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Sunday

 

6 Skills for Living Well With Multiple Sclerosis






















Learning to see the positives in life and appreciating them are ways to live well with multiple sclerosis.

Living with multiple sclerosis (MS) is like being forced to play a game you never signed up for. The game’s rules often change in ways that aren’t very fair. You experience unpredictable symptoms such as weakness, heat sensitivity, balance problems, or a dozen others. On top of this, you have all of the usual life challenges — getting a job, establishing good relationships, and finding meaning in your life.

Sometimes in the game of MS, you'll experience a new symptom or the worsening of an old one. Or some new challenge arises that disrupts the routines you've worked out to get through your day and live your life.

How will you deal with these new challenges? The goal of the game of MS is to keep finding ways to live well, whatever life throws at you.

Ellen Grund, a retired NASA researcher who lives in Massachusetts, has been playing the MS game well for 20 years. She recommends some skills that have helped her:

1. Plan Ahead and Set Priorities
One big MS challenge is that you often don’t know how you’ll feel from day to day or hour to hour. Grund says the keys to dealing with this are planning ahead and setting priorities.

For example, Grund loves making pottery. Her studio is a 15-minute drive from her home at night, but during the day, traffic makes it an hour each way.

“I go at night,” she says. “I use my energy for what I love, not for the act of getting there.”

Fatigue is her worst symptom. To work around it, Grund remembers to take breaks. “I lie down; I take naps. I miss some stuff. That’s how I’m able to do what is most important to me,” she says.

Like many people with MS, Grund is sensitive to heat. She’s also a dog owner.

“I don’t take dogs out in the heat of day,” she says. “They have to wait until it cools down.”

2. Learn to Problem-Solve
The ways Grund arranges her schedule around traffic and heat are examples of problem solving.

Stanford University’s Chronic Disease Self-Management Program teaches a five-step problem-solving strategy that can help you overcome your particular challenges:
  1. Define the problem. Is it “My leg is too weak”? Or “The stairs are too steep”? Defining the problem differently leads to different solutions.
  2. Come up with several ideas. You can research books or the Internet; ask professionals, friends, or a support group; or meditate to come up with some ideas for yourself.
  3. Pick an idea and try it.
  4. Keep track of what works and what doesn’t.
  5. If your idea solves the problem, fine. If not, try another solution.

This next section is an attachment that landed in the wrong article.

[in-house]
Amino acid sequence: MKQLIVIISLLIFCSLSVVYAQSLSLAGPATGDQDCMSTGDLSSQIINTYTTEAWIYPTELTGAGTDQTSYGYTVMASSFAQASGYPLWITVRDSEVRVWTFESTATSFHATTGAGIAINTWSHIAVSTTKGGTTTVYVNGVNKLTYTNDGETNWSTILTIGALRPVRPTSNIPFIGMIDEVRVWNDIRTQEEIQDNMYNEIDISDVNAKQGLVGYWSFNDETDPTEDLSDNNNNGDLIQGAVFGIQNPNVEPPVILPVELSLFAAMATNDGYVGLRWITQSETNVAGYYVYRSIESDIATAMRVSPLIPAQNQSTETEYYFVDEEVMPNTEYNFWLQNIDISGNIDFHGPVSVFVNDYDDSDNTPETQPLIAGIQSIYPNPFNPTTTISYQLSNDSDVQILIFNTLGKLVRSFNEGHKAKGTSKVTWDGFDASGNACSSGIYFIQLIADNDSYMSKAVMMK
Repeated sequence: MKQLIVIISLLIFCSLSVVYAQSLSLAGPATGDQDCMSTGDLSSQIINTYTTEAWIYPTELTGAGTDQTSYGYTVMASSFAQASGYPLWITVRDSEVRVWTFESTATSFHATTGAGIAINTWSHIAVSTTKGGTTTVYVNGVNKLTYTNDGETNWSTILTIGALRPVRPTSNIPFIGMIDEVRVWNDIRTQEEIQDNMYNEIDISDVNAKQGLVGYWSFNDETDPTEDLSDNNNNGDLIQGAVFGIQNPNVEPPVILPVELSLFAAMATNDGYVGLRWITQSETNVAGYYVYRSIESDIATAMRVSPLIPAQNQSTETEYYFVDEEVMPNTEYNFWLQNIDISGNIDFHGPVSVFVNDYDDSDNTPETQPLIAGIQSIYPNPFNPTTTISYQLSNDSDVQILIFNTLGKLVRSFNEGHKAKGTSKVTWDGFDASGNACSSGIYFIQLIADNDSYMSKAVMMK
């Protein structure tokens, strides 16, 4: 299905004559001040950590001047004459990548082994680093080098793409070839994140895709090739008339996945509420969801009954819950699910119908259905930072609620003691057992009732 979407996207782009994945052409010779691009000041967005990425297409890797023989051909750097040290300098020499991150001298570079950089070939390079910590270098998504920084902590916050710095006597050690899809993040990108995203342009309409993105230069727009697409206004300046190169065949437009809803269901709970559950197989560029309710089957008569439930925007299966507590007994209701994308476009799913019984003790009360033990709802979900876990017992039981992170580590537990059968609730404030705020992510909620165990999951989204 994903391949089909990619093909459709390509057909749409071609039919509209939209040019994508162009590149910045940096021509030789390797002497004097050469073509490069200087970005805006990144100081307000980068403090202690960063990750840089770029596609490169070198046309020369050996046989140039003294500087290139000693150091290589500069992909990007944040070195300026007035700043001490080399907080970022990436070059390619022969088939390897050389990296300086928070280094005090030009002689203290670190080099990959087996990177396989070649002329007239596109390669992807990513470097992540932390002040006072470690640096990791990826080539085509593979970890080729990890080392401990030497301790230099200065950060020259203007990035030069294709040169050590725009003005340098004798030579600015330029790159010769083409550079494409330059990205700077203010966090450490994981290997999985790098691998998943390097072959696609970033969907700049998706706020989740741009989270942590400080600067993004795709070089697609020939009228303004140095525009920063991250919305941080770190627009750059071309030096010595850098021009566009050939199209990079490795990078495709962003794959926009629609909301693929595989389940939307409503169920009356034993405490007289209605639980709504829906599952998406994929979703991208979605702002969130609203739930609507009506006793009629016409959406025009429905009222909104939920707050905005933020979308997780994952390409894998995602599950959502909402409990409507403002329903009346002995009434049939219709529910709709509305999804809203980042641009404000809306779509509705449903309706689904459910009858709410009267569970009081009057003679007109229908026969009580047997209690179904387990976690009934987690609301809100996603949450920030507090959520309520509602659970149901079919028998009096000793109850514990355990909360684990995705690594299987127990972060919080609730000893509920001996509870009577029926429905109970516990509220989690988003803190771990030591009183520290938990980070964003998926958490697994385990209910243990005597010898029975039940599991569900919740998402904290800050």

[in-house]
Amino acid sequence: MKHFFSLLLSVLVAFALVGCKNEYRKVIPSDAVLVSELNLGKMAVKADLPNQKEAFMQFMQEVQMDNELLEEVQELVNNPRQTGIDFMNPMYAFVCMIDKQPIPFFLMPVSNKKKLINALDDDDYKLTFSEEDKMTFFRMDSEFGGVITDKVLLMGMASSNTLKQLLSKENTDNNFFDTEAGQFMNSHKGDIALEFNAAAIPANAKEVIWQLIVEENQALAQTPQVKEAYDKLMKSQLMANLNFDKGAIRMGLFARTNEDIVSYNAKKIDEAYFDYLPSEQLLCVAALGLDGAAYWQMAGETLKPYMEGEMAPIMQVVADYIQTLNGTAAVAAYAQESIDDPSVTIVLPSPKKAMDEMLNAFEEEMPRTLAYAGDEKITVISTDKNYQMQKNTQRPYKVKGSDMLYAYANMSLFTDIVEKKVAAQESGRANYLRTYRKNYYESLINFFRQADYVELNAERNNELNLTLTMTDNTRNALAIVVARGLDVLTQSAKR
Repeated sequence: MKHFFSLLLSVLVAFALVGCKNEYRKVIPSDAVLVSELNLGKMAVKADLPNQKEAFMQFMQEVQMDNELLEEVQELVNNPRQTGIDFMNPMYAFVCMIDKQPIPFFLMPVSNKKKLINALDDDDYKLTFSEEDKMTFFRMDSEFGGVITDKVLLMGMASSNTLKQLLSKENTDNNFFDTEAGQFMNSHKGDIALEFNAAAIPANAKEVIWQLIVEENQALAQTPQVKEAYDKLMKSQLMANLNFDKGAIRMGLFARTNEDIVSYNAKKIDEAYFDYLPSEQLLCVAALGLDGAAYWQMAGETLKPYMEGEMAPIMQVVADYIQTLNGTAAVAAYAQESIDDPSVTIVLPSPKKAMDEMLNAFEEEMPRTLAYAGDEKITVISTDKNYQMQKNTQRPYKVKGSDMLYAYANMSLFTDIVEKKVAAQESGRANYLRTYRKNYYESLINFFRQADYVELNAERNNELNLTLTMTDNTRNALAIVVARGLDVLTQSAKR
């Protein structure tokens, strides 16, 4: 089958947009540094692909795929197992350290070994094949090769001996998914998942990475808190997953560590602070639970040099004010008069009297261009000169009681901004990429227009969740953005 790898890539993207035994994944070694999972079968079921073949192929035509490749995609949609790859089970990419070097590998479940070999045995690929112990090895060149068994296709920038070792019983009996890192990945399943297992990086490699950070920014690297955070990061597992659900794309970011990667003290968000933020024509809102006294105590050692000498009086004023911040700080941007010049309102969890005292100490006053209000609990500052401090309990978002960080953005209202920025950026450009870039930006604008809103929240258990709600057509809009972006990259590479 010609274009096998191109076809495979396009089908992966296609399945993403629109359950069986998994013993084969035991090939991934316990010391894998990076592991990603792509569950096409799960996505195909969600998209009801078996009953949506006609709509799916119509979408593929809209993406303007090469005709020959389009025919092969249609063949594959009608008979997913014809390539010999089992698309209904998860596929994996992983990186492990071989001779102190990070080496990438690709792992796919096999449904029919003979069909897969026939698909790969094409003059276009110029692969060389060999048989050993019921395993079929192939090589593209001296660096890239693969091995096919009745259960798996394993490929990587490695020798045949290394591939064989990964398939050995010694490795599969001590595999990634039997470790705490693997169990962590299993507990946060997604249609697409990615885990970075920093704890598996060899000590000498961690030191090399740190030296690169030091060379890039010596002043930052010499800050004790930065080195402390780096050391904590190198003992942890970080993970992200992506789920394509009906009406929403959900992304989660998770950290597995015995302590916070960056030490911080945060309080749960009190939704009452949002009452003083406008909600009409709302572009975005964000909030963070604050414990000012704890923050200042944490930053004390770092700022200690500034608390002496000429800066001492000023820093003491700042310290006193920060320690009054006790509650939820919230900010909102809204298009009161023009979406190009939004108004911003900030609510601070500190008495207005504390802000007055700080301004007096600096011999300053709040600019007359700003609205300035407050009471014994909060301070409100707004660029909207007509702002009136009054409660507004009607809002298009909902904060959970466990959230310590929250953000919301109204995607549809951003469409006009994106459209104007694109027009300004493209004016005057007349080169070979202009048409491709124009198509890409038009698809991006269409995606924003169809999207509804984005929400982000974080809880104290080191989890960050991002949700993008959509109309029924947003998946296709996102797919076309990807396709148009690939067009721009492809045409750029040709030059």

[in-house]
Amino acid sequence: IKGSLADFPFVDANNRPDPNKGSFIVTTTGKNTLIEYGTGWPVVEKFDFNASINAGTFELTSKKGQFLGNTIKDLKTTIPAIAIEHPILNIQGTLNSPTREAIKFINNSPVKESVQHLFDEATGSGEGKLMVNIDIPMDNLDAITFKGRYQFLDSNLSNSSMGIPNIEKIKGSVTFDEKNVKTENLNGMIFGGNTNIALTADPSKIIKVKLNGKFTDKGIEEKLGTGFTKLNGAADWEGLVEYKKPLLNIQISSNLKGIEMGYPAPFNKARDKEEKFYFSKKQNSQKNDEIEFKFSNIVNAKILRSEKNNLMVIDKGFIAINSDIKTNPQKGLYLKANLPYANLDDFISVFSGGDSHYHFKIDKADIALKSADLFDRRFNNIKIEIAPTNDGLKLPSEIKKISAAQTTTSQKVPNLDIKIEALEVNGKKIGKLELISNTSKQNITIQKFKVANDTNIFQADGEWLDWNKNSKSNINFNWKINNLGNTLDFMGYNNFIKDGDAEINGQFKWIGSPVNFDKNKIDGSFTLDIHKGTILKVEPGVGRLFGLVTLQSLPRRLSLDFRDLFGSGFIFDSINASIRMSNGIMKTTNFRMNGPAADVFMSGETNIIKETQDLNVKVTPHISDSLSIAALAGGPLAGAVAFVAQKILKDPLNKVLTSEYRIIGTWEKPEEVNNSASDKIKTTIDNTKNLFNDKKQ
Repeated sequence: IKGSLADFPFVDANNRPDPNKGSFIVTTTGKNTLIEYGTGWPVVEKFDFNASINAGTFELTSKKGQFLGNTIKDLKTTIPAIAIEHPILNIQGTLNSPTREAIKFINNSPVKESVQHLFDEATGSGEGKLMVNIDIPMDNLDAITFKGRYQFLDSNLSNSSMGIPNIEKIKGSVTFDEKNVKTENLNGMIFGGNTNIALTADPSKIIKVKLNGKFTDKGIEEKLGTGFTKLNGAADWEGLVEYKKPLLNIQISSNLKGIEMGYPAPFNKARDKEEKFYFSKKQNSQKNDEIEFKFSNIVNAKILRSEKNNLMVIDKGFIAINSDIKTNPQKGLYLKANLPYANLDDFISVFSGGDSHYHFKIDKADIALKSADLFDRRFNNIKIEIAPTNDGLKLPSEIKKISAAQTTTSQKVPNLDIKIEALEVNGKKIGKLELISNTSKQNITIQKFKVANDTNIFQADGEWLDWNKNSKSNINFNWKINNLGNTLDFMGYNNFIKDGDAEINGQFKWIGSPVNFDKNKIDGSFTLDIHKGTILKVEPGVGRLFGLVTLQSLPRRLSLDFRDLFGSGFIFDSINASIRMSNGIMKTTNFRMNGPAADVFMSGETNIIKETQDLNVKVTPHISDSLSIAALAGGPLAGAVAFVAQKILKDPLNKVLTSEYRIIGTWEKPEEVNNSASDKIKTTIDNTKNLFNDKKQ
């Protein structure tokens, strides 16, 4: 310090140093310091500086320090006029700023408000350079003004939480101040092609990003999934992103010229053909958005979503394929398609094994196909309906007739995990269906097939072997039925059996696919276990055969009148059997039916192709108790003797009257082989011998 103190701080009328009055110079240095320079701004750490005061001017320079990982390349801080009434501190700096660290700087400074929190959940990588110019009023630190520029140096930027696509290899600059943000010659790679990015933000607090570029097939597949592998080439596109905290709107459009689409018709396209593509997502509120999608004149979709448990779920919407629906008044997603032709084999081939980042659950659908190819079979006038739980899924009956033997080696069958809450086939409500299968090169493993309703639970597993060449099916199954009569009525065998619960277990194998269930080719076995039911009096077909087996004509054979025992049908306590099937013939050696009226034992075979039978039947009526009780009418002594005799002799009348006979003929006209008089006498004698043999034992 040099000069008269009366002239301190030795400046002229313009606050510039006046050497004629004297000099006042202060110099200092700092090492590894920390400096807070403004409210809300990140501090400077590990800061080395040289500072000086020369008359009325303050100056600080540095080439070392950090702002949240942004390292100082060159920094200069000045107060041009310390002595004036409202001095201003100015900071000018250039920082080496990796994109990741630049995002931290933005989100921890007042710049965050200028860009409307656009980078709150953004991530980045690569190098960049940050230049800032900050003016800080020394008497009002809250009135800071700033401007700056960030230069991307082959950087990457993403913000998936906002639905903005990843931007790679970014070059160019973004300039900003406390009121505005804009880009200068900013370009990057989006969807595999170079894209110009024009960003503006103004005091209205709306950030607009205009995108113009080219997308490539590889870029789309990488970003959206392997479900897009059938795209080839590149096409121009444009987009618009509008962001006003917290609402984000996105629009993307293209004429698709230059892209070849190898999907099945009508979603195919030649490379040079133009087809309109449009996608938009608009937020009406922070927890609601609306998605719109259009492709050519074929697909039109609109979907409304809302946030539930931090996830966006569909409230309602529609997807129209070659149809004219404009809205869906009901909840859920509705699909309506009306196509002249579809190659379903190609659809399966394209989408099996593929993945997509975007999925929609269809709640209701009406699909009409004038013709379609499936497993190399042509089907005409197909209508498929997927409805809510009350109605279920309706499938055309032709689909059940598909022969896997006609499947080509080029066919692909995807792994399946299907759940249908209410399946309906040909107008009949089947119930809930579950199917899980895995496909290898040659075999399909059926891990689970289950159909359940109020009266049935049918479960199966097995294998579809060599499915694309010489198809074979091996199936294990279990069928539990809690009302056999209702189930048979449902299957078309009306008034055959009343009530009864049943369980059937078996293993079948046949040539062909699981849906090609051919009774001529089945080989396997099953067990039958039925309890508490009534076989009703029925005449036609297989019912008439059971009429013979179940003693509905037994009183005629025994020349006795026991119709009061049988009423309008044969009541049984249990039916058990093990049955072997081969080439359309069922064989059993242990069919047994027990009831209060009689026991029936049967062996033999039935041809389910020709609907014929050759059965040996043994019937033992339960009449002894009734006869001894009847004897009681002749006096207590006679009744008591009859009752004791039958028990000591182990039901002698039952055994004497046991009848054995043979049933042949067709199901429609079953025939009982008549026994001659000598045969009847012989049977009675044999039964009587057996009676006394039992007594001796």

3. Get Help
Everyone needs help, and people with MS need more than most. This is not a bad thing; helping and being helped brings people together. Here are some skills for getting the help you need:

  • Make your requests specific, not open-ended. For example, “Could you help me move about 10 boxes to my new apartment Saturday afternoon?” not “Could you help me move?”
  • Have as many potential helpers as you can to divide the work. That way you won’t burn out one person, who is usually a loved one.
  • Pay people back by thanking them sincerely, doing things for them, or listening to them (a much-needed service), or by “paying it forward,” or doing things for others who are less fortunate.

4. Be Assertive
People aren’t mind readers. If you don’t tell them what you want, they won’t know. Practice saying what you mean, especially when you mean “no.”

June Shafer, a 60-year-old retiree in San Francisco, says, “I used to think if I said no, people would be mad at me, which scared me. Other times I thought saying no would hurt their feelings. Now I realize neither of those is true. Most people take no for an answer quite well.”

A good thing about MS is you can always blame it for not letting you do what you don’t want to do anyway. Don’t be afraid to use the MS card, but you might also offer an alternative, such as “I’m not up to going to a movie tonight, but could we go Tuesday?” (Or suggest doing something else you’d rather do.)

Learn to set limits on good things, too. It’s better to go home early from a party than to need the next three days in bed to recover.

5. See the Positive
Practice noticing positives and giving thanks for them. Rick McIntire, a retiree living in Contra Costa County, California, loves gardening, but he needs a power chair for mobility.

“I created garden paths wide enough for the wheelchair,” he says. “I can reach certain areas. Where a healthy person could have a sprawling garden, I have certain areas that I can use. I grow flowers and give them away. It feels good to be sharing something beautiful. It helps me emotionally to focus on the activity instead of all the negatives in the world.”

6. Find Ways to Relax
Living with MS is stressful. Relaxation helps. Why not try:

  • Meditation or prayer
  • Taking naps
  • Living one day at a time (or one hour at a time)
  • Listening to music
  • Playing with animals — Grund credits her dogs and cats for keeping her sane.
  • Spending time in nature, just observing

You can live a good life — even a beautiful life — with MS. It’s not easy, but with a good skill set, you can rise to the challenge.

Story Source: The above story is based on materials provided by EVERYDAYHEALTH
Note: Materials may be edited for content and length 
Clickhere to read original article


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